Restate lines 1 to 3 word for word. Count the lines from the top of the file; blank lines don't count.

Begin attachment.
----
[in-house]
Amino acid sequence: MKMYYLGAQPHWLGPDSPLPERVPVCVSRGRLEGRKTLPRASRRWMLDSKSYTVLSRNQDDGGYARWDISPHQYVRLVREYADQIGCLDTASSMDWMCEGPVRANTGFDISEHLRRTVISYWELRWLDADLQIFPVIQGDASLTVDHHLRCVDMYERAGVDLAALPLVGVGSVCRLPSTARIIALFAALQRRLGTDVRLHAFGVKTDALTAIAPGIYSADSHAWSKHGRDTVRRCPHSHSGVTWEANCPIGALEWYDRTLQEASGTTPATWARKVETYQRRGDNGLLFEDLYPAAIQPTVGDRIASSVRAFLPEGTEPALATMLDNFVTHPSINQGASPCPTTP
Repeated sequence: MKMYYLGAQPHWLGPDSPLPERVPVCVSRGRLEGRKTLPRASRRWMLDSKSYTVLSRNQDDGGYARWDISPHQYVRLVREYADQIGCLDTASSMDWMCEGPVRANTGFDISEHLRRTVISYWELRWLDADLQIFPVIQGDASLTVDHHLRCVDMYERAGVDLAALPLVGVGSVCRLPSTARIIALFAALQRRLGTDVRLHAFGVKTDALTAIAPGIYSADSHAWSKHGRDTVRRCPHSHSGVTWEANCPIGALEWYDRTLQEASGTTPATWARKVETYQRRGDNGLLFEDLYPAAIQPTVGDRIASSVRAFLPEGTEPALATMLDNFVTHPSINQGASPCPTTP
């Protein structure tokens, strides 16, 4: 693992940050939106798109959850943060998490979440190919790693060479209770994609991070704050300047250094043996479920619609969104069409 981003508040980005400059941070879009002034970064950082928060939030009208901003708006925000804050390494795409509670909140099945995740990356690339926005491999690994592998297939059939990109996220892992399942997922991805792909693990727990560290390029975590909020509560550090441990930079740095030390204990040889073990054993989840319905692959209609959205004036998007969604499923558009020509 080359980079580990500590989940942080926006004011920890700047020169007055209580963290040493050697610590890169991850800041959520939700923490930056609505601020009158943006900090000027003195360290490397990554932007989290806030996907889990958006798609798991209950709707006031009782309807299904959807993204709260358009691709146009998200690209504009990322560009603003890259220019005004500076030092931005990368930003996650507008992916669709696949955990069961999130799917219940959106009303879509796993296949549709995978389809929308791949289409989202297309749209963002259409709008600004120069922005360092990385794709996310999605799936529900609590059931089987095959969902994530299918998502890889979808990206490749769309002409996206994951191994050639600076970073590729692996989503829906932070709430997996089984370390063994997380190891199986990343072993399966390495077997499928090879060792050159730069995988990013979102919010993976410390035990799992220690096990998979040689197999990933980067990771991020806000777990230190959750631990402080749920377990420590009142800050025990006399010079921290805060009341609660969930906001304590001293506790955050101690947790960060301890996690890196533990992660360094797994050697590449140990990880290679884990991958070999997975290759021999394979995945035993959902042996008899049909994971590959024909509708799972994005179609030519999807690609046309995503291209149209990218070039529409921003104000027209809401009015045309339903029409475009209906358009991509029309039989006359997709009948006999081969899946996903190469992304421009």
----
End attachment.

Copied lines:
[in-house]
Amino acid sequence: MKMYYLGAQPHWLGPDSPLPERVPVCVSRGRLEGRKTLPRASRRWMLDSKSYTVLSRNQDDGGYARWDISPHQYVRLVREYADQIGCLDTASSMDWMCEGPVRANTGFDISEHLRRTVISYWELRWLDADLQIFPVIQGDASLTVDHHLRCVDMYERAGVDLAALPLVGVGSVCRLPSTARIIALFAALQRRLGTDVRLHAFGVKTDALTAIAPGIYSADSHAWSKHGRDTVRRCPHSHSGVTWEANCPIGALEWYDRTLQEASGTTPATWARKVETYQRRGDNGLLFEDLYPAAIQPTVGDRIASSVRAFLPEGTEPALATMLDNFVTHPSINQGASPCPTTP
Repeated sequence: MKMYYLGAQPHWLGPDSPLPERVPVCVSRGRLEGRKTLPRASRRWMLDSKSYTVLSRNQDDGGYARWDISPHQYVRLVREYADQIGCLDTASSMDWMCEGPVRANTGFDISEHLRRTVISYWELRWLDADLQIFPVIQGDASLTVDHHLRCVDMYERAGVDLAALPLVGVGSVCRLPSTARIIALFAALQRRLGTDVRLHAFGVKTDALTAIAPGIYSADSHAWSKHGRDTVRRCPHSHSGVTWEANCPIGALEWYDRTLQEASGTTPATWARKVETYQRRGDNGLLFEDLYPAAIQPTVGDRIASSVRAFLPEGTEPALATMLDNFVTHPSINQGASPCPTTP